Military wins, but poor and disabled are big losers in Trump's budget

Posted at 2:51 PM, May 23, 2017

The federal budget is important for Colorado moms on the move.

"To be able to provide services that are being provided now and maybe even better," said Joy Bowen, as she walked through Wash Park in Denver.

National budget decisions could impact their lives, their children, as well as parents and grandparents.

"Some of the tax cuts, more so around Medicaid," said fellow walker Jessica Vogle.

Gov, John Hickenlooper called Trump's budget proposal "devastating."

"President Trump’s budget proposal is devastating. We have worked hard to create an environment that supports what is now the top economy in the country and makes Colorado a great place to live. The impact of cuts to Medicaid, Social Security and other programs - for the purpose of funding massive tax breaks for the wealthy - is out of step with Colorado’s values. It threatens our hard-earned progress, pushes costs back to the state, and transfers additional burden to those who can least afford it. It really is Robin Hood in reverse - stealing from the poor (and the middle class) to give to the rich."

Here in Colorado, some potential winners and losers.


—The military: Trump's budget proposal would add $469 billion to defense spending over the next decade.

—Border security: The proposal includes $2.6 billion for border security technology, including money to design and build a wall along the southern border. Trump repeatedly promised voters during the campaign that Mexico would pay for the wall, a notion that Mexican officials rejected. Instead, the U.S. taxpayer will foot the bill.

—The elderly: Trump's budget plan does not address Social Security or Medicare benefits for retirees, even though both programs are on track to become insolvent in the coming decades.

—New parents: The budget plan includes a new paid leave program for the parents of newborn children. Under the program, mothers and fathers could take up to six weeks of paid leave after the birth or adoption of a child. Trump's budget summary says the program is fully paid for but includes only $19 billion over the next decade.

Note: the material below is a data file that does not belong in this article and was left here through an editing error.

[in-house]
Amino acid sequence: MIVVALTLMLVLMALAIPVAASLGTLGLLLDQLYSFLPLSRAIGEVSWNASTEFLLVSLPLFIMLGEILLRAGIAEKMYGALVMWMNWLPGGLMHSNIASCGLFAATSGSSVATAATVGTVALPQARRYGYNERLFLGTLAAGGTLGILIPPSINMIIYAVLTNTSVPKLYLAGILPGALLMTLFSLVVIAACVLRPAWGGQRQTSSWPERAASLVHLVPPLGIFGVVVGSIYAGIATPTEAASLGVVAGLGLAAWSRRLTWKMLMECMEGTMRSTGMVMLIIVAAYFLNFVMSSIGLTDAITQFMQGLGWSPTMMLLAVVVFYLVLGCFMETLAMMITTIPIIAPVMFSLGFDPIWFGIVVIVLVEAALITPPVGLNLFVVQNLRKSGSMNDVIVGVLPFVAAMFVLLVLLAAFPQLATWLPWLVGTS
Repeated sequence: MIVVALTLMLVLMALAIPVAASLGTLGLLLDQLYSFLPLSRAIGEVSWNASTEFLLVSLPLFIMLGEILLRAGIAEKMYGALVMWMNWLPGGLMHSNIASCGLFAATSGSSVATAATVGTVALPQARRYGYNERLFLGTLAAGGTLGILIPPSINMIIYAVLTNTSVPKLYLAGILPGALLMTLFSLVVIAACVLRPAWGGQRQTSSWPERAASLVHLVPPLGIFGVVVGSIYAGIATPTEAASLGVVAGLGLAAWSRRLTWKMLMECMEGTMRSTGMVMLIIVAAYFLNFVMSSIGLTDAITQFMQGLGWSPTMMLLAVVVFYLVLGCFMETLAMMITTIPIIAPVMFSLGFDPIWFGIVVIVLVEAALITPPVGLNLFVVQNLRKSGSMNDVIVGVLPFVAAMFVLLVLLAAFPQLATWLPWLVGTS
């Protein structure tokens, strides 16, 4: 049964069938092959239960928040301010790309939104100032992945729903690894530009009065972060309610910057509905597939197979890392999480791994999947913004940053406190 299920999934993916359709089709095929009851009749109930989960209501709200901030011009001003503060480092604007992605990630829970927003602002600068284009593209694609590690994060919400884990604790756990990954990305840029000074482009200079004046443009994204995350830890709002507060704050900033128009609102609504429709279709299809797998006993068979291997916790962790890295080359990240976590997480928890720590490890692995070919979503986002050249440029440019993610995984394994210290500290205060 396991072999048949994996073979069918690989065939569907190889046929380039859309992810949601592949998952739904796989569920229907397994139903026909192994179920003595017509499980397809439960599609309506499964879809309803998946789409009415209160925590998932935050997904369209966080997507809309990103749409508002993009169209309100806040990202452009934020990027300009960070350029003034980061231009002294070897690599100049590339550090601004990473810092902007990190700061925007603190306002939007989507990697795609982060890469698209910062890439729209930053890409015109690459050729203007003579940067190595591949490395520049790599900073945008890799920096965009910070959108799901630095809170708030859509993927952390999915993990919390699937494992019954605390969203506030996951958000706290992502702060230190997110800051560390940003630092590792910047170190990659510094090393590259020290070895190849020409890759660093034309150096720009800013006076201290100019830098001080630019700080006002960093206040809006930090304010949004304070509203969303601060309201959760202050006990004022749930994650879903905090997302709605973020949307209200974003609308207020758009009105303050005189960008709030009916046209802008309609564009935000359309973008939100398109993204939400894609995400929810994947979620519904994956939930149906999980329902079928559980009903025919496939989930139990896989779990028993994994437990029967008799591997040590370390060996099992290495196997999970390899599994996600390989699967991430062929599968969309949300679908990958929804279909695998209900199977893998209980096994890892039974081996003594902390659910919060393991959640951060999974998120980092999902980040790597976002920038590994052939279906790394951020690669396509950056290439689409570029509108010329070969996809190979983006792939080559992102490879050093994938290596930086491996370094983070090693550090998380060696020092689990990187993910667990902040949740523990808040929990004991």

—Veterans: The budget proposal calls for an increase for the Veterans Administration, including $29 billion over the next decade for the Choice program. The program allows veterans to seek outside medical care from private doctors.

—Doctors: The budget proposes to cap jury awards in medical malpractice lawsuits.

— Medicare and Medicaid fraud prevention efforts would get a $70 million increase next year.


—The Poor: Trump's budget would slash Medicaid and the Children's Health Insurance Program by $616 billion over the next decade. These programs provide health insurance for millions of poor families.

—The Poor, Part II: Trump's budget would cut the food stamp program by $191 billion over the next decade.

—The Poor, Part III: Trump's budget would cut funding for the Temporary Assistance for Needy Families (TANF) program by $22 billion over the next decade.

—The Disabled: Trump's budget calls for cutting Social Security disability benefits by nearly $70 billion over the next decade by encouraging and, in some cases, requiring people receiving the benefits to re-enter the workforce.

—College Students: Trump's proposal would cut student loans by $143 billion over the next decade.

—Farmers: The budget plan would cut farm subsidies by $38 billion over the next decade.

—Young Workers: By not addressing Social Security or Medicare benefits for retirees, Trump's budget increases the likelihood that young workers will eventually face either significant benefit cuts or big tax increases. Social Security's trust funds are projected to run dry in 2034 and Medicare's is projected to run out of money in 2028. If Congress allows either fund to run dry, millions of Americans living on fixed incomes would face steep cuts in benefits.

—The Great Lakes and the Chesapeake Bay: Trump's budget would eliminate the Great Lakes Restoration Initiative and the Chesapeake Bay Program, saving $427 million next year.

—Planned Parenthood: The budget would prohibit any funding for certain entities that provide abortions, including Planned Parenthood.

—The Centers for Disease Control and Prevention: The agency, which fights everything from AIDS to Zika, would have its budget cut about 18 percent, to $6.3 billion.

— The National Institutes of Health: The budget for the premier medical research agency would be cut by 18 percent, to $26 billion.

—Science: The American Association for the Advancement of Science estimates the budget proposal would cut overall federal spending on scientific research by 16.8 percent.           

"You're hitting some things that have some very strong interests," said University of Denver economist Mac Clouse.

"It goes across all constituents.  So if I'm a good Senator or Representative, I've got to be real careful because those things could impact lots of voters."

MORE | Learn more about the budget in this detailed story. 

The Associated Press contributed to the reporting of this story.